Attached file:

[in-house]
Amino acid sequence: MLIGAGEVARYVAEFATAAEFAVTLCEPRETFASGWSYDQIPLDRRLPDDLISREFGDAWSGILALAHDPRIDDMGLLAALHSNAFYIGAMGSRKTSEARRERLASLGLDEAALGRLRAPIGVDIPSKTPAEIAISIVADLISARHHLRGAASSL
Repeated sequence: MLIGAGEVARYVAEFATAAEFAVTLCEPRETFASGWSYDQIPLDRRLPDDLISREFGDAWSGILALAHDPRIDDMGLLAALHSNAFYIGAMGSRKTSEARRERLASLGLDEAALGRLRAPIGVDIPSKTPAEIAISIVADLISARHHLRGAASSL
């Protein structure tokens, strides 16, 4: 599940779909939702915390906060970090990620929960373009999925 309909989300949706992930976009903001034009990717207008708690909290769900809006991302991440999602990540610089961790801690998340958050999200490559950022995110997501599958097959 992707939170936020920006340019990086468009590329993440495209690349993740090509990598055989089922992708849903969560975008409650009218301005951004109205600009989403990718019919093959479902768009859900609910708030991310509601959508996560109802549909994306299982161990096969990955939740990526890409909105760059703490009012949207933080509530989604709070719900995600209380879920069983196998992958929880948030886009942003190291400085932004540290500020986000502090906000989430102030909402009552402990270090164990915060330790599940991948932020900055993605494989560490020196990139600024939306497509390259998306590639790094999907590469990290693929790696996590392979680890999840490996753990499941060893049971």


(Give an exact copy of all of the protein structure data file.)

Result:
[in-house]
Amino acid sequence: MLIGAGEVARYVAEFATAAEFAVTLCEPRETFASGWSYDQIPLDRRLPDDLISREFGDAWSGILALAHDPRIDDMGLLAALHSNAFYIGAMGSRKTSEARRERLASLGLDEAALGRLRAPIGVDIPSKTPAEIAISIVADLISARHHLRGAASSL
Repeated sequence: MLIGAGEVARYVAEFATAAEFAVTLCEPRETFASGWSYDQIPLDRRLPDDLISREFGDAWSGILALAHDPRIDDMGLLAALHSNAFYIGAMGSRKTSEARRERLASLGLDEAALGRLRAPIGVDIPSKTPAEIAISIVADLISARHHLRGAASSL
């Protein structure tokens, strides 16, 4: 599940779909939702915390906060970090990620929960373009999925 309909989300949706992930976009903001034009990717207008708690909290769900809006991302991440999602990540610089961790801690998340958050999200490559950022995110997501599958097959 992707939170936020920006340019990086468009590329993440495209690349993740090509990598055989089922992708849903969560975008409650009218301005951004109205600009989403990718019919093959479902768009859900609910708030991310509601959508996560109802549909994306299982161990096969990955939740990526890409909105760059703490009012949207933080509530989604709070719900995600209380879920069983196998992958929880948030886009942003190291400085932004540290500020986000502090906000989430102030909402009552402990270090164990915060330790599940991948932020900055993605494989560490020196990139600024939306497509390259998306590639790094999907590469990290693929790696996590392979680890999840490996753990499941060893049971």